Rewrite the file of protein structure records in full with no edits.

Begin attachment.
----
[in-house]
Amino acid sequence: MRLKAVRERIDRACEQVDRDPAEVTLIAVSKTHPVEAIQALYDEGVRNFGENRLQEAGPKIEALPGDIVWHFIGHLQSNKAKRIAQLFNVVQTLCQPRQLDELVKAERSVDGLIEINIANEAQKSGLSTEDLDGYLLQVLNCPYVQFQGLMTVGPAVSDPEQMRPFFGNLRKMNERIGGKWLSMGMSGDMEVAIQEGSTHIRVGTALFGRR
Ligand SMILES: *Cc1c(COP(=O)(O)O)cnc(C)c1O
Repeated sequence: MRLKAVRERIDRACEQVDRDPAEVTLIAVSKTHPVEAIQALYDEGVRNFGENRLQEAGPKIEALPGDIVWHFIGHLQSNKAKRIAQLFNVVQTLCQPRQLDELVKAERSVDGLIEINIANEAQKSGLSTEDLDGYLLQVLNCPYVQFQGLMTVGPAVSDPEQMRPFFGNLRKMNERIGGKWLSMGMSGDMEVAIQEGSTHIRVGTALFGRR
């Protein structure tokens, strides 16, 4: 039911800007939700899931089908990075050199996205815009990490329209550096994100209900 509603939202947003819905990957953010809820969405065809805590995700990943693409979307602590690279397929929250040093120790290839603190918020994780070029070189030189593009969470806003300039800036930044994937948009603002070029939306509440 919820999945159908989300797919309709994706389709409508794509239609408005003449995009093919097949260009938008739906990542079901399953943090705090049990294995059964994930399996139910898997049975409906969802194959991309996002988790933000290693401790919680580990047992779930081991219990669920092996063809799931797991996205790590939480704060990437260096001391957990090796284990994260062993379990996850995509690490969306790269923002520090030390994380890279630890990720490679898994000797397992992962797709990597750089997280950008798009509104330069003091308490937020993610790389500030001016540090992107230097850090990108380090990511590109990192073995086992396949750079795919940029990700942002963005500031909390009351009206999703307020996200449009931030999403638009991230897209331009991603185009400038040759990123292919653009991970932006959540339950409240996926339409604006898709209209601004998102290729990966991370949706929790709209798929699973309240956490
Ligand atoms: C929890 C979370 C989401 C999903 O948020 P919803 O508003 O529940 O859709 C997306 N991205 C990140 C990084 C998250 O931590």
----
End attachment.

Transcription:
[in-house]
Amino acid sequence: MRLKAVRERIDRACEQVDRDPAEVTLIAVSKTHPVEAIQALYDEGVRNFGENRLQEAGPKIEALPGDIVWHFIGHLQSNKAKRIAQLFNVVQTLCQPRQLDELVKAERSVDGLIEINIANEAQKSGLSTEDLDGYLLQVLNCPYVQFQGLMTVGPAVSDPEQMRPFFGNLRKMNERIGGKWLSMGMSGDMEVAIQEGSTHIRVGTALFGRR
Ligand SMILES: *Cc1c(COP(=O)(O)O)cnc(C)c1O
Repeated sequence: MRLKAVRERIDRACEQVDRDPAEVTLIAVSKTHPVEAIQALYDEGVRNFGENRLQEAGPKIEALPGDIVWHFIGHLQSNKAKRIAQLFNVVQTLCQPRQLDELVKAERSVDGLIEINIANEAQKSGLSTEDLDGYLLQVLNCPYVQFQGLMTVGPAVSDPEQMRPFFGNLRKMNERIGGKWLSMGMSGDMEVAIQEGSTHIRVGTALFGRR
């Protein structure tokens, strides 16, 4: 039911800007939700899931089908990075050199996205815009990490329209550096994100209900 509603939202947003819905990957953010809820969405065809805590995700990943693409979307602590690279397929929250040093120790290839603190918020994780070029070189030189593009969470806003300039800036930044994937948009603002070029939306509440 919820999945159908989300797919309709994706389709409508794509239609408005003449995009093919097949260009938008739906990542079901399953943090705090049990294995059964994930399996139910898997049975409906969802194959991309996002988790933000290693401790919680580990047992779930081991219990669920092996063809799931797991996205790590939480704060990437260096001391957990090796284990994260062993379990996850995509690490969306790269923002520090030390994380890279630890990720490679898994000797397992992962797709990597750089997280950008798009509104330069003091308490937020993610790389500030001016540090992107230097850090990108380090990511590109990192073995086992396949750079795919940029990700942002963005500031909390009351009206999703307020996200449009931030999403638009991230897209331009991603185009400038040759990123292919653009991970932006959540339950409240996926339409604006898709209209601004998102290729990966991370949706929790709209798929699973309240956490
Ligand atoms: C929890 C979370 C989401 C999903 O948020 P919803 O508003 O529940 O859709 C997306 N991205 C990140 C990084 C998250 O931590």